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Commentary: The plan for the rest of the season should be clear … keep giving the ball to Nick Chubb and Kareem Hunt

That settles it.

The Browns’ trail to the postseason needs to be blazed by Nick Chubb, Kareem Hunt and a cloud of dust … or mud … or snow, sleet or hail. Whatever. Just give one of them the ball over and over again until victory is secured.

Don’t make it any more complicated than it needs to be. That’s what the Browns did Sunday as the Cleveland Ohioans beat the Houston Texans 10-7 in a game that was otherwise about as exciting as a silent auction.

Mr. Bash and Dr. Gash bashed and gashed their way through the visitors’ defense for a combined 230 yards. It would have been 231 but, in his last carry of the game, His Chubbship ran 59 yards down the sideline, then, one stride away from a meaningless touchdown, he dropped anchor by stepping out of bounds at the 1-yard line, insuring that the Texans would touch the ball no more, as Baker Mayfield ended the game by taking two knees.

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It was the kind of intelligent, unselfish play rarely seen in a sport peopled with too many “it’s all about me” horn-honkers.

Predictably, Chubb’s coach was thrilled by the maneuver.

“That indicates the kind of person he is,” said Kevin Stefanski. “We’re looking for smart, tough dudes, and Nick is that.”

Browns 10, Texans 7: Nick Chubb-Kareem Hunt combination takes over late, helps Browns handle weather, improve to 6-3

In his first game back after missing the previous four with a knee injury, Chubb rushed 19 times for 126 yards, an average of 6.6 yards per carry. His fellow ground hog, Hunt, careened for 104 yards on 19 carries (5.5 per carry). Their combined 230 yards were only 13 shy of the total yards gained by the entire Texas team.

“They push each other,” said Stefanski. “They do their jobs at a high level and they are all about the team.”

In other words, a coach’s dream, and if the Browns are dreaming about reaching the playoffs for the first time since 2002, a good way to go would be riding the Chubb-Hunt stagecoach to the end of the line.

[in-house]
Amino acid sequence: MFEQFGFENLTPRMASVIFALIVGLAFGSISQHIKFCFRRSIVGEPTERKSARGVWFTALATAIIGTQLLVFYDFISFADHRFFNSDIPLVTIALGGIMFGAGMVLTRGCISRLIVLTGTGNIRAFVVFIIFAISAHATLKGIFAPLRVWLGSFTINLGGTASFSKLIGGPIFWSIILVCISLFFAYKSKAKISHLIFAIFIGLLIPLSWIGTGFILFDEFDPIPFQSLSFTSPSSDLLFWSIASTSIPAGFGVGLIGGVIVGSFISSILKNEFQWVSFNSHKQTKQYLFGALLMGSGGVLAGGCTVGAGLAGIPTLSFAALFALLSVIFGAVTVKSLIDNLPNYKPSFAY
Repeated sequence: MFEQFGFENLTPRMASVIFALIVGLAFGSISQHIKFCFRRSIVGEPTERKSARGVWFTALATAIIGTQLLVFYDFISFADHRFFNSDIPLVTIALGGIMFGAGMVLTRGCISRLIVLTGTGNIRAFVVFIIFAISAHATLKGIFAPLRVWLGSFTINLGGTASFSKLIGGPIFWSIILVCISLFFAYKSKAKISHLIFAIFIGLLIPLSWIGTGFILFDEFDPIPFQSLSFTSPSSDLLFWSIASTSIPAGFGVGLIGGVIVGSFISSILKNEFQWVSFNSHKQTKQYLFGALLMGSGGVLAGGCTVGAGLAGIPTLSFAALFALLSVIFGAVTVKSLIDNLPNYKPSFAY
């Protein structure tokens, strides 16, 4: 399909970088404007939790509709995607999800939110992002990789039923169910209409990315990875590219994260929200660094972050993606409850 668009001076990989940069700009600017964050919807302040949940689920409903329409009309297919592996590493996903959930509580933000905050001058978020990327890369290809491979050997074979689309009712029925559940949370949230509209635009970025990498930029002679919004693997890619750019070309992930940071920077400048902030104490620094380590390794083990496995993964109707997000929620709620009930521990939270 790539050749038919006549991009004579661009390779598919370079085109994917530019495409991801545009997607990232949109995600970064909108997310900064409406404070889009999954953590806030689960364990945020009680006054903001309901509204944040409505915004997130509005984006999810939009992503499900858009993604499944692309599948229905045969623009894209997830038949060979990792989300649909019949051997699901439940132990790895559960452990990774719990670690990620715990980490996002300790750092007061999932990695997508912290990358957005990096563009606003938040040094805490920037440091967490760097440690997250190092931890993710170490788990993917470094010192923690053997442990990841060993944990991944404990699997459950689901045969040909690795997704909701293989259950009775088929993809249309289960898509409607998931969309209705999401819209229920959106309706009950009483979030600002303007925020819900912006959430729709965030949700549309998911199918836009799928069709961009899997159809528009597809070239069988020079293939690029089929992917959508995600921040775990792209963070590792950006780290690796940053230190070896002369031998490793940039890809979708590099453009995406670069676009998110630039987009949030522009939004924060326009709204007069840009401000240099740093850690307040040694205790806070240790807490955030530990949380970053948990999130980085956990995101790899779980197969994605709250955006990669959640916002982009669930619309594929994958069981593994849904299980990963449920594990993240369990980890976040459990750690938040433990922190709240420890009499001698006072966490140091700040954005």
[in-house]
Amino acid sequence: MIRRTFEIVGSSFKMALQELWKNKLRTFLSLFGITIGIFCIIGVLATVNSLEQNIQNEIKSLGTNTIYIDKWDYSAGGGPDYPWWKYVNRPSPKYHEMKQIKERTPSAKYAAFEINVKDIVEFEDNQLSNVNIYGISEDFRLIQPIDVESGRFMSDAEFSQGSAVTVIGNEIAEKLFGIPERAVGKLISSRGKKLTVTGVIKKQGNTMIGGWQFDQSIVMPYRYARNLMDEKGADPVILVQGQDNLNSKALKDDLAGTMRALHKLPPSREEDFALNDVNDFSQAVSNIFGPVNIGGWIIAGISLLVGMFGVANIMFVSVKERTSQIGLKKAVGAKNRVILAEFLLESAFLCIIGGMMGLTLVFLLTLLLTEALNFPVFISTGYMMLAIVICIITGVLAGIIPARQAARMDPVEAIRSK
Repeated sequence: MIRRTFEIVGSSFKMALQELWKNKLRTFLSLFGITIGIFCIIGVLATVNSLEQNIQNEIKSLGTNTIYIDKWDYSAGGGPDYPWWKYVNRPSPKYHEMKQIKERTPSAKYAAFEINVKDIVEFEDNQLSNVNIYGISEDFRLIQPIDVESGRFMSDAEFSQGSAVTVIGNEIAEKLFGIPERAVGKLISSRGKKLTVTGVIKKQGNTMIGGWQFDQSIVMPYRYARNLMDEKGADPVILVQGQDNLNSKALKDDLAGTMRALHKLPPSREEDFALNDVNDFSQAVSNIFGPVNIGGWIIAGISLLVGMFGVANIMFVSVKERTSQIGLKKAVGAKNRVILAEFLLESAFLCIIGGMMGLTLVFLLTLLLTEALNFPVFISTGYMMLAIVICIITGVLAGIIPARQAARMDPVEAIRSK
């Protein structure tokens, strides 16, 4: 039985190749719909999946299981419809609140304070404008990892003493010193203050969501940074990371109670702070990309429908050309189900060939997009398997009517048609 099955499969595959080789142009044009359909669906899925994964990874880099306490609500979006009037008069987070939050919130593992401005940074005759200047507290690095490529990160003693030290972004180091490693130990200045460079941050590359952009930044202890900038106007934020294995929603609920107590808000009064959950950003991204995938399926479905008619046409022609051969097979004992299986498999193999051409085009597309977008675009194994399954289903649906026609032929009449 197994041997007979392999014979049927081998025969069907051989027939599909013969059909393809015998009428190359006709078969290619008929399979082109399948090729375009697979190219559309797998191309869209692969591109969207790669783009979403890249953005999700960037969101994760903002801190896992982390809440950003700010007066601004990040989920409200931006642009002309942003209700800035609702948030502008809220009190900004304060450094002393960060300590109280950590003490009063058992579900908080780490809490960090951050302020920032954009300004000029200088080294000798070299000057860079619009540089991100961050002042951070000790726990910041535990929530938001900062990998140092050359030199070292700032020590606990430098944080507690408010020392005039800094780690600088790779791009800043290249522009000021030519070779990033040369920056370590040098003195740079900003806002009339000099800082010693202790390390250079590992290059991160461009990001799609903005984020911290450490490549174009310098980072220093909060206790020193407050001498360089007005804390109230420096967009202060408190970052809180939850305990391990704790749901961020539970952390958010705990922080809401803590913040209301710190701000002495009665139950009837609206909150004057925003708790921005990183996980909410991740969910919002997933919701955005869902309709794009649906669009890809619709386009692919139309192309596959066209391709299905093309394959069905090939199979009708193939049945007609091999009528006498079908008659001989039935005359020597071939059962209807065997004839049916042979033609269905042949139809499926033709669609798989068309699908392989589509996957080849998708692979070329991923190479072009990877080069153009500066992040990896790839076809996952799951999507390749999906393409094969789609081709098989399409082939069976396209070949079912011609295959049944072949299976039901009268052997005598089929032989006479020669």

“They take 3-yard runs and pop them for long runs. We’re blessed to have those guys,” said Mayfield.

It’s almost like the Browns have two of the same guy. They’re different type of runners, but the results are the same.

“Nick is poetry in motion, how smooth he runs,” said Myles Garrett.

“Kareem brings tempo and electric runs,” said Mayfield. “He fights off tackles and brings energy to our huddle. He wants to win any way he can.”

The best way for the Browns to win enough of their remaining games to qualify for a trip to the Emerald City is to consistently unleash their two thoroughbreds. Build game plans around them and stick with those game plans. The circumstances demand it.

Bad weather begs for a dependable ground game. The Browns have that. The Browns’ best receiver is out for the year with an injury, a major loss. The Browns also have a vastly improved offensive line that can road-grade gaps in defenses for Hunt and Chubb to bash and gash.

There’s also the quarterback situation. Mayfield is, to borrow a phrase used by former Indians manager Charlie Manuel, “a hard-tryer,” but until his performance consistently suggests otherwise, Mayfield’s ceiling seems to be as a game manager rather than a game winner.

That’s still another reason — a big one — why the firm of Chubb & Hunt should be open for business early and often, and late and frequently.

When Chubb and Hunt are running the ball, it means the vertically challenged Mayfield isn’t trying to find receivers from within the pocket, or trying to do something daring after abandoning it.

Turnovers are bad anytime during the season. But when a team is in the homestretch of an attempted run for the playoffs, turnovers can be season-wreckers. Chubb has only fumbled four times in 625 career touches and Hunt has fumbled just three times in 767 touches.

So not only are the chances of something good happening when Chubb and/or Hunt touch the ball, the chances of something bad happening are fairly remote.

It’s not often that a team has two elite players who play the same position, but the Browns have that at running back, and in their remaining games they need to lean on them.

Sure, there will be some speed bumps along the way. The Steelers’ pack-of-wild-dogs defense is a major one that comes immediately to mind. But as the Browns come out of the bye week with a much-needed, if action-free, victory, the message is clear.

They have two healthy running backs that are a load for opposing defenses to slow down, much less stop. Don’t do them a favor by not taking full advantage of it. For the Browns, the road to the playoffs can be found at the corner of Chubb Street and Hunt Boulevard.

Jim Ingraham is a sports columnist for the Elyria Chronicle-Telegram and the Medina Gazette. Contact him at 329-7135 or [email protected] and follow him @Jim_Ingraham on Twitter

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